For the past two decades, federal legislation allowing oil and gas exploration in the Alaska National Wildlife Refuge has been stymied. Now, it is part of federal tax reform that Congress is likely to approve.
Allowing new oil and gas leases would greatly help Washington refineries, workers and state and local economies. Crude supplies from Alaska’s North Slope are declining, and refiners have looked elsewhere for replacement stocks, i.e., oil-by-rail from North Dakota.
ANWR is not the picturesque landscape you might imagine with towering snow-capped peaks and lush green forests. It is 19 million acres of frozen desert that is larger than the states of Massachusetts, New Jersey, Hawaii, Connecticut and Delaware combined.
Although the 1.5 million acres in ARWR, called the coastal plain, were set aside for future leasing in 1980, drilling would occur on less than 2,000 acres. That’s like a small dot on an 8-by-10-inch sheet of paper.
“The U.S. Geological Survey estimates this sliver of land contains at least 10.4 billion barrels of recoverable oil and 8.6 trillion of natural gas, and those estimates are probably conservative,” The Wall Street Journal editorialized. By comparison, Alaska’s second-biggest oil field, Kuparuk, holds about 2.5 billion barrels.
Exploration and construction would take place during the winter, over roads built on sheets of ice. When the ice melts in the spring, the roads disappear. Drilling and production have strong and long-standing environmental safeguards.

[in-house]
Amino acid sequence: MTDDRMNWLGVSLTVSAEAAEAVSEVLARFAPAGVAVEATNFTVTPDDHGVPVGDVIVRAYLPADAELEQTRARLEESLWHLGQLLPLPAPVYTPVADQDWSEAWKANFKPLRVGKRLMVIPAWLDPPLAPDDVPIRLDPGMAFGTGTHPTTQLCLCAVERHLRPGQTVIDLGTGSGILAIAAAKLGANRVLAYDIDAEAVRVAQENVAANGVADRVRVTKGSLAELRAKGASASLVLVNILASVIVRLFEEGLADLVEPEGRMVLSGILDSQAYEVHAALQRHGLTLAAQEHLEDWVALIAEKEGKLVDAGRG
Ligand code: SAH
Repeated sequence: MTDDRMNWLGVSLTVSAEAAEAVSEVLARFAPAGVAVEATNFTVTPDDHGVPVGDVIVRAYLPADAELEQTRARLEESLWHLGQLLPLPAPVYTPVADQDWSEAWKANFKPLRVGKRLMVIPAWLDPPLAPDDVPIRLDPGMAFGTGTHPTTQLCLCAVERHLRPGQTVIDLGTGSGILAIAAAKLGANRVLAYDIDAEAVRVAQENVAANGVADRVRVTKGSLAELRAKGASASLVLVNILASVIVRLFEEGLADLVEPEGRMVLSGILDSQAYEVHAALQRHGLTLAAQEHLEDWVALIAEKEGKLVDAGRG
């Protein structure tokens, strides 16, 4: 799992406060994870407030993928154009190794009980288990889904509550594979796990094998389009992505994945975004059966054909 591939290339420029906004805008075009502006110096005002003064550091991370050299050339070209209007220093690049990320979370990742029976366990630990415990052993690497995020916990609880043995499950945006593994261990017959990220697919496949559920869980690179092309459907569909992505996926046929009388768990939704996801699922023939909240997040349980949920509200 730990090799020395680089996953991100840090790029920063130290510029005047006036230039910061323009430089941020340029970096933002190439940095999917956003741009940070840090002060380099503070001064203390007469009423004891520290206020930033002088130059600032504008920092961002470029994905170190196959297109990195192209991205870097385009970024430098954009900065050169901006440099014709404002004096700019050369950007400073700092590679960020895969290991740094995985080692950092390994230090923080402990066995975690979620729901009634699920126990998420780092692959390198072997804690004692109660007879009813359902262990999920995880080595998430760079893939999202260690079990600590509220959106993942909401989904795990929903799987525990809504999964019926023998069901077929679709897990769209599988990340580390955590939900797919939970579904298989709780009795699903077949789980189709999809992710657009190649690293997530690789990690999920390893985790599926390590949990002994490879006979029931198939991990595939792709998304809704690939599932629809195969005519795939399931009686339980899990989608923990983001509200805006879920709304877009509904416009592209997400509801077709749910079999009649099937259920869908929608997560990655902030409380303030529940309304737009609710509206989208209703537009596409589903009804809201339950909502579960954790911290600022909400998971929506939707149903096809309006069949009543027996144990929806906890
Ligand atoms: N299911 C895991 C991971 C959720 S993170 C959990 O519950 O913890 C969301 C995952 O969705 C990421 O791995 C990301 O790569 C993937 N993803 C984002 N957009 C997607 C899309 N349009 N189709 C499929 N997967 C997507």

The crude, which is 12,000 feet below ground, would be extracted by a widely used technique known as horizontal drilling. Production wells would be spaced roughly a dozen feet apart yet would reach out for miles in different directions underground. The oil would then be piped to Prudhoe Bay and sent 800 miles south via the existing TransAlaska Pipeline.
Washington’s five refineries provide nearly 4 percent of our nation’s processing capacity. With our state accounting for 2 percent of national petroleum consumption, in-state refineries produce quantities more than sufficient for Washington’s needs. Those refineries process nearly 600,000 barrels of crude oil per day resulting in roughly 11 million gallons of gasoline, diesel and jet fuel.
Alaska crude comes to our refineries in double-hulled ocean-going tankers. Since the Exxon Valdez incident in Prince William Sound in March 1989, state-of-the art redundant marine safeguards are aboard ships. Tanker crews have extensive safety and response training.
If federal leases in wildlife refuges seem unorthodox, they really are not. The National Audubon Society earned more than $25 million (2001 figure) in royalties by allowing oil and natural gas production in Louisiana’s Rainey Wildlife Refuge and Michigan’s Baker Sanctuary.
Coincidentally, the Rainey refuge (26,000 acres) is the winter habitat for snow geese migrating from Alaska’s Arctic National Wildlife Refuge while the Baker Sanctuary, a 900-acre wetland, provides hundreds of Sandhill cranes with a critical nesting area.
In fact, a U.S. Fish and Wildlife Service survey commissioned in 2001 reported 77 of 567 wildlife refuges in 22 states had oil and gas activities on their lands.
If drilling and exploration are safely done in existing wildlife refuges, why would it be an “environmental apocalypse” if a tiny portion of ANWR were opened to exploration? It would not.
Opening ANWR for leasing helps our state’s refineries and their workers to survive. They create jobs and opportunities for others as well.
“With a multiplier of 10.16, the total impact of the refineries was 20,350 jobs. Similarly, the refinery activities resulted in $507,275 of state personal income for every direct job, or a total statewide of $1,016,071,600 in personal income,” the Research Council concluded in 2010.
That is good for our state and country.
Don Brunell, retired as president of the Association of Washington Business, is a business analyst, writer, and columnist. He lives in Vancouver and can be contacted at TheBrunells@msn.com.